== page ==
Several GOP senators said Tuesday they will not support any efforts to cut the funding or otherwise curtail special counsel Robert S. Mueller III’s investigation into Russia meddling in the 2016 election.
“I would not support that. He needs to continue to investigate,” said Sen. Jeff Flake (R-Ariz.), who last week excoriated Trump’s governing style in a speech announcing plans to retire at the end of next year.
“I would oppose,” said Sen. John McCain (R-Ariz.), one of the president’s most vocal critics in Congress. “And so would the American people.”
Those voices and others reflect an emerging Republican message for dealing with the Mueller investigation: Stay away from it — and warn Trump to do the same.
“There would be an uprising at the Capitol like never seen before if any kind of interference looked like it was taking place,” said Sen. Bob Corker (R-Tenn.). “Regardless of which side of the aisle. That’s just beyond the pale.”
Those reactions came amid evidence that some Republican lawmakers would like to curtail or at least redirect the ongoing investigations into Russian interference — including several congressional inquiries.
Some Republican senators and House members, for instance, have heeded the president's call in recent weeks to turn harsher scrutiny against the Democratic Party, launching new inquiries into a uranium deal with Russia that President Barack Obama's administration approved in 2010. Trump used the uranium deal as a political cudgel against Hillary Clinton on the campaign trail, despite scant evidence she had personally played a role in the decision. At least three congressional committees in the House and Senate are also continuing to look into how the Federal Bureau of Investigation handled Clinton's email scandal.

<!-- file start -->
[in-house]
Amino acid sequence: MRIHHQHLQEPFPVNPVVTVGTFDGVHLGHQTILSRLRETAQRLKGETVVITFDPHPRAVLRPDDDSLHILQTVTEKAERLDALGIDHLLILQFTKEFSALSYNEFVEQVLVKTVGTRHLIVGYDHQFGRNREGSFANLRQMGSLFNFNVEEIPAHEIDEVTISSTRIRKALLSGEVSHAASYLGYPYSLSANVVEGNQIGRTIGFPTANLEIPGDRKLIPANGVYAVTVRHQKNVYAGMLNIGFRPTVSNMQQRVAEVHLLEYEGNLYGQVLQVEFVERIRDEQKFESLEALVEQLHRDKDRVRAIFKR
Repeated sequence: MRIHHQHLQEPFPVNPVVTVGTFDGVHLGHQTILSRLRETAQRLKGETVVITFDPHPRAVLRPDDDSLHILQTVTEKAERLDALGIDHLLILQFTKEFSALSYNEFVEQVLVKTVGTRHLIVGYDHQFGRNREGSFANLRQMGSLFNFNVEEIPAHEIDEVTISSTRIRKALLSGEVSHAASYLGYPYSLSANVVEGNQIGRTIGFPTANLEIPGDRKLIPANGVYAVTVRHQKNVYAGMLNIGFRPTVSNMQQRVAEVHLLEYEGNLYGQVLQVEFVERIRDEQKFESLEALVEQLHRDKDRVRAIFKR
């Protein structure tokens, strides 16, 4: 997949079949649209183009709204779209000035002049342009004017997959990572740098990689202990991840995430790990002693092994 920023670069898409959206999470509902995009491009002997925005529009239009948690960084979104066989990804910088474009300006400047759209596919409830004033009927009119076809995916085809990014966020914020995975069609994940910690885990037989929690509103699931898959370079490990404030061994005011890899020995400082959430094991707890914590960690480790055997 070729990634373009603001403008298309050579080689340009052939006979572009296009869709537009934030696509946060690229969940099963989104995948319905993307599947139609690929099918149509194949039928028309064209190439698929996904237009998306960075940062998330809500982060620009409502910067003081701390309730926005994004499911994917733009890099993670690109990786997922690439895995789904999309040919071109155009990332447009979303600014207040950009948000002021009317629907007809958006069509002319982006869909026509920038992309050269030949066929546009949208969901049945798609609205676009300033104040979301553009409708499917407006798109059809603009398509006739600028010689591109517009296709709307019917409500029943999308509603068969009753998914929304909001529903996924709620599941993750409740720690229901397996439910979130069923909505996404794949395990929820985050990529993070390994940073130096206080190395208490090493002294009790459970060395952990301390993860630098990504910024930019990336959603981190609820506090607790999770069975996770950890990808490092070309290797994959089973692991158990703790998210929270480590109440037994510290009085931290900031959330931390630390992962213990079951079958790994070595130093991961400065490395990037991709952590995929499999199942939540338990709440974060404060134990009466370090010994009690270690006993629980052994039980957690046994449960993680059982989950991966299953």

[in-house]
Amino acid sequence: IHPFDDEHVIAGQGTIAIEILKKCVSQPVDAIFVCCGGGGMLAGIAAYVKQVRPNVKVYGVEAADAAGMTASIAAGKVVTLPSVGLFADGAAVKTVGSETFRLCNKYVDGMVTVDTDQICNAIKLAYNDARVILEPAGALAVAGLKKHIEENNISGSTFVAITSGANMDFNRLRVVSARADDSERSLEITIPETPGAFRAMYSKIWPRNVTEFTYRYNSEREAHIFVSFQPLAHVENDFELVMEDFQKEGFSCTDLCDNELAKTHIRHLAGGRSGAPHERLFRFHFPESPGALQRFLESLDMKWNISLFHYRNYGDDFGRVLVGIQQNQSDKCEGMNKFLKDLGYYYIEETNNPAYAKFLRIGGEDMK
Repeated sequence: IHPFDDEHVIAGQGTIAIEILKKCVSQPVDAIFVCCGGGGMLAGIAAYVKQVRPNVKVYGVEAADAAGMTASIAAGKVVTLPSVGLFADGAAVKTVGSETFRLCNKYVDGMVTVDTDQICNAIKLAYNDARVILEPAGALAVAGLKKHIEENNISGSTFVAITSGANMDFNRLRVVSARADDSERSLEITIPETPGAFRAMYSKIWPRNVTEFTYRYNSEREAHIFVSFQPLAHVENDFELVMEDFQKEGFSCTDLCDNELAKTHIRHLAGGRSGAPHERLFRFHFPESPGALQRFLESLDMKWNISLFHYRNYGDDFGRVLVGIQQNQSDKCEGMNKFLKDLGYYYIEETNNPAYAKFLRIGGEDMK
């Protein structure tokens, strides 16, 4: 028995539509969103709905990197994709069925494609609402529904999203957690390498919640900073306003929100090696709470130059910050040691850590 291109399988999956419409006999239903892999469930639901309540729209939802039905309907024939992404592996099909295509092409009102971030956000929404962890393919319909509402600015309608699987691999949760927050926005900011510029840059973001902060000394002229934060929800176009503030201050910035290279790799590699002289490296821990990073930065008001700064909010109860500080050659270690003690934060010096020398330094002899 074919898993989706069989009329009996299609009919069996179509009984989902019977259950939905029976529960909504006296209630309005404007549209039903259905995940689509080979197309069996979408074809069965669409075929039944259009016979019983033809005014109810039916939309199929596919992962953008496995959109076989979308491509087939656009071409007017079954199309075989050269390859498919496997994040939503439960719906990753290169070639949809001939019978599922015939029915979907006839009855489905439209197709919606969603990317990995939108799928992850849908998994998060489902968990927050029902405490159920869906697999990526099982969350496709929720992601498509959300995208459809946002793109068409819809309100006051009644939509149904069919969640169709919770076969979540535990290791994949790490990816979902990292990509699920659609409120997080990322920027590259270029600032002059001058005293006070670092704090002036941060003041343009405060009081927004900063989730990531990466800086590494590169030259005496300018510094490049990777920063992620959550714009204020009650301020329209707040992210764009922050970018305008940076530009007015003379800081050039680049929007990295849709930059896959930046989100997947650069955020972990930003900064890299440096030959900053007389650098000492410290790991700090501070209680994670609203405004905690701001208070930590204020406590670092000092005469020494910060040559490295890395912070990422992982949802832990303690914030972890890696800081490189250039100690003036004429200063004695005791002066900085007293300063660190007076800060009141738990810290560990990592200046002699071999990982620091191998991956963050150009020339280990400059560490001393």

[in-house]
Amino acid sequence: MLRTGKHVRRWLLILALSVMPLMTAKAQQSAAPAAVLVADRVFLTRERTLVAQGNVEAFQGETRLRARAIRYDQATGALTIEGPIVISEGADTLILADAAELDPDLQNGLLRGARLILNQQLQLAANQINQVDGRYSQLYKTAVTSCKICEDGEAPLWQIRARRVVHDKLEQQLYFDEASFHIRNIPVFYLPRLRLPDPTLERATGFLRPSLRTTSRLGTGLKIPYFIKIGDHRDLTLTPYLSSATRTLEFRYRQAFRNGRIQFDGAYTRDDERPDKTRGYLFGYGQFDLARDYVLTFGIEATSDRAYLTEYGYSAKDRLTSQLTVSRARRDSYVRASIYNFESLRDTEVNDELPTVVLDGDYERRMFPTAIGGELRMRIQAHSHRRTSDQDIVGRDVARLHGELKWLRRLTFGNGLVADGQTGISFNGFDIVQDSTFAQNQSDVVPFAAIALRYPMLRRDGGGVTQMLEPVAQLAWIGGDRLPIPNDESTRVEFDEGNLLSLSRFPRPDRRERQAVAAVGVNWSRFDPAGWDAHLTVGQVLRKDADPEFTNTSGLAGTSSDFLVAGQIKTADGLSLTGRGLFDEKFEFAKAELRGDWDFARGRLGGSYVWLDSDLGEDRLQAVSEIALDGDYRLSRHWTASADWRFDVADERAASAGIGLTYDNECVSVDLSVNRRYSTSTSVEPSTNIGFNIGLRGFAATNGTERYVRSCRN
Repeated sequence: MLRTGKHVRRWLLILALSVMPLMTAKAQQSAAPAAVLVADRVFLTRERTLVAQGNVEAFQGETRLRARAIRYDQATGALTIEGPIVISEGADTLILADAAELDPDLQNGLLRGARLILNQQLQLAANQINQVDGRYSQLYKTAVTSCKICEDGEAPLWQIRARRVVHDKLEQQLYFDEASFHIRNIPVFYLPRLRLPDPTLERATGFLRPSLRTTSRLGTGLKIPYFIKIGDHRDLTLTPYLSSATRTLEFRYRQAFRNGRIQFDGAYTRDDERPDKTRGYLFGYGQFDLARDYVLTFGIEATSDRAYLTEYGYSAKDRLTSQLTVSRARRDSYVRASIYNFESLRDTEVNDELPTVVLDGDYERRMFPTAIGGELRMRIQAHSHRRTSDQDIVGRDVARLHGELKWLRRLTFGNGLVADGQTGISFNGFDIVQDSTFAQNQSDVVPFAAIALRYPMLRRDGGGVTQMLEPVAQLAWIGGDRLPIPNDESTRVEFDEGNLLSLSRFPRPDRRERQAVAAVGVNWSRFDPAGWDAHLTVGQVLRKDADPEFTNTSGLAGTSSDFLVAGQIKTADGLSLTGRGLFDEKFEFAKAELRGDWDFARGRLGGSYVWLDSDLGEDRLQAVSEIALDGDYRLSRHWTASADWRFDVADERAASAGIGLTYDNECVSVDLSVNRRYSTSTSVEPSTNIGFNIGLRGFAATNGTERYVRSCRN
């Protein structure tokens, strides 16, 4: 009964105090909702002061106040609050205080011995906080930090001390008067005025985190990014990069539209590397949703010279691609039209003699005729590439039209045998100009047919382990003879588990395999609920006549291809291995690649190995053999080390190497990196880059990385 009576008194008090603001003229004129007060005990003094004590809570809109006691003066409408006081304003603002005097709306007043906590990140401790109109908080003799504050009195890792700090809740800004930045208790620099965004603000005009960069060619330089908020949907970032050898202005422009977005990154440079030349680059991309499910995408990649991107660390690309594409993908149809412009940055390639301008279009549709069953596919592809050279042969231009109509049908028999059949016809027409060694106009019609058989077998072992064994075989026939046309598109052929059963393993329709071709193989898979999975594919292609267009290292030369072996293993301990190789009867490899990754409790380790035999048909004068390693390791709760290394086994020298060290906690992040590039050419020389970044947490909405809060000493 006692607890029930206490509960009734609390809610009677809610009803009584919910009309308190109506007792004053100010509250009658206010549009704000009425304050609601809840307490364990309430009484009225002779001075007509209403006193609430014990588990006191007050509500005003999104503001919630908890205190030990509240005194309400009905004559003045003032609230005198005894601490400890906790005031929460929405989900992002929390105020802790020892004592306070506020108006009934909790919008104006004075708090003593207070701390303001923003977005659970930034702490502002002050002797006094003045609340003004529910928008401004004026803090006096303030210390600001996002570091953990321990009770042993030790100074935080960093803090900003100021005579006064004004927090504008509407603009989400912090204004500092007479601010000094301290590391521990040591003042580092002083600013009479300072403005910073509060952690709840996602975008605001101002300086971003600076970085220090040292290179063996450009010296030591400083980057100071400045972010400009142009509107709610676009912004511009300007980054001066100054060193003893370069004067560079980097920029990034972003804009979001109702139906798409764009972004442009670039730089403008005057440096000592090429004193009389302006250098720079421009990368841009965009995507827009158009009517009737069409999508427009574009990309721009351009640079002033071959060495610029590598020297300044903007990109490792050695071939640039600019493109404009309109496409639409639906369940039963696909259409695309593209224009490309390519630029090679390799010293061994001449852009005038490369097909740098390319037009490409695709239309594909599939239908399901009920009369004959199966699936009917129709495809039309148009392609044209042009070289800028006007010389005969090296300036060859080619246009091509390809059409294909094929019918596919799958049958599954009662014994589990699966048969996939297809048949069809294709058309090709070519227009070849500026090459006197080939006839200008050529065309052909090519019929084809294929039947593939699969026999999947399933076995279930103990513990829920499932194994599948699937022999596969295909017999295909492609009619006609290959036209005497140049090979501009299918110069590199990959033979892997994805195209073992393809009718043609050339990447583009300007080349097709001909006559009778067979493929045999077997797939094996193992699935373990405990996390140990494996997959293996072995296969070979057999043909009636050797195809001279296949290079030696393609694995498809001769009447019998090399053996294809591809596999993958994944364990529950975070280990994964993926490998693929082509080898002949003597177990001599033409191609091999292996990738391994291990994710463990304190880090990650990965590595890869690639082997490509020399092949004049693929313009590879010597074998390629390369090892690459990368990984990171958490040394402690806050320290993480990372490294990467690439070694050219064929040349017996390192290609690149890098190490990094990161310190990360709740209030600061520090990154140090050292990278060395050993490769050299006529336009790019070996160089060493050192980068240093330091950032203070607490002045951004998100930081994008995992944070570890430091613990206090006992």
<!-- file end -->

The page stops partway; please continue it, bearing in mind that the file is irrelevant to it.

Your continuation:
But even those Republicans calling for more attention to those new probes don’t want to touch Mueller’s funds.
“I don’t want to deny the Justice Department or special counsel resources they need,” said Senate Judiciary Committee member John Kennedy (R-La.), just moments after telling reporters he believed the uranium probes deserved more attention. “Now I don’t want to see them just go hog wild and waste money either. But I don’t want to try to do anything to hurt their effort.”
Corker said there was no talk about the Mueller investigation at Tuesday’s weekly GOP policy luncheon. Most Republican lawmakers said they don’t believe that Trump will fire Mueller or defund or otherwise upend his investigation.
“The idea that Bob Mueller is going to have the scope of his inquiry constrained or be otherwise restricted, is really out there,” said Sen. Susan Collins (R-Maine). “I think that’s extremely unlikely.”
So long as there are no signs that will change, Republican leaders will continue trying to keep their focus on the legislative agenda, which at the moment is all about tax reform. In the Senate, GOP leaders are also aiming to confirm a slate of judicial nominees — a top priority for many conservative activists.
“The special counsel has his job to do. The job we have here in the Senate is the investigation being carried out by the intelligence committee,” said Senate Majority Leader Mitch McConnell (R-Ky.) in his first public comments since the first charges from Mueller’s inquiry were recently revealed.
One Republican in frequent contact with GOP lawmakers said Tuesday that there was an emerging consensus among them that the only way to head off a bloodbath in next year’s midterm elections is to pass a tax bill. So, they are trying to keep all their energy on that goal and shut out most everything else.
“I think all these guys are running for their political lives,” said the Republican, who was granted anonymity to speak candidly.
Still, some are raising alarm bells about Mueller’s findings.
“I guarantee you more shoes will drop,” said McCain. He added later: “I guarantee you the scandal’s not over.”
Paul Kane contributed to this report.